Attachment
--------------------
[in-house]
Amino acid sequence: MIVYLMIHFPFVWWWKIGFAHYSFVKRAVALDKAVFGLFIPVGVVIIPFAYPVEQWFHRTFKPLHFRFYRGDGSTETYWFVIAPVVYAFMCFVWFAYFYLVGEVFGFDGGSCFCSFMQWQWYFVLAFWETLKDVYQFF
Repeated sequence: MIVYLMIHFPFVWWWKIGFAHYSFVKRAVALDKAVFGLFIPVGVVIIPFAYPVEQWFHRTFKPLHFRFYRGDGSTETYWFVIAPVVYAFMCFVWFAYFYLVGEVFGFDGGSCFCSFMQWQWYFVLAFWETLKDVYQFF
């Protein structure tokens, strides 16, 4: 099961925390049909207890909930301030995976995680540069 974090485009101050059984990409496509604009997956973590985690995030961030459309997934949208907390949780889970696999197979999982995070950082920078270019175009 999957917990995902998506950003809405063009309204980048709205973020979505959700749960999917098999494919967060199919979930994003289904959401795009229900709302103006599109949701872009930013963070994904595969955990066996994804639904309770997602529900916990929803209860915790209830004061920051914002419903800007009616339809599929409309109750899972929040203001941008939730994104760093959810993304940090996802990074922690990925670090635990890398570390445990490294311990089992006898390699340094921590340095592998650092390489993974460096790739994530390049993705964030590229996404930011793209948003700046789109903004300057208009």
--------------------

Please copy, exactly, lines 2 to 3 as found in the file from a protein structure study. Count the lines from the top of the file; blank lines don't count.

Amino acid sequence: MIVYLMIHFPFVWWWKIGFAHYSFVKRAVALDKAVFGLFIPVGVVIIPFAYPVEQWFHRTFKPLHFRFYRGDGSTETYWFVIAPVVYAFMCFVWFAYFYLVGEVFGFDGGSCFCSFMQWQWYFVLAFWETLKDVYQFF
Repeated sequence: MIVYLMIHFPFVWWWKIGFAHYSFVKRAVALDKAVFGLFIPVGVVIIPFAYPVEQWFHRTFKPLHFRFYRGDGSTETYWFVIAPVVYAFMCFVWFAYFYLVGEVFGFDGGSCFCSFMQWQWYFVLAFWETLKDVYQFF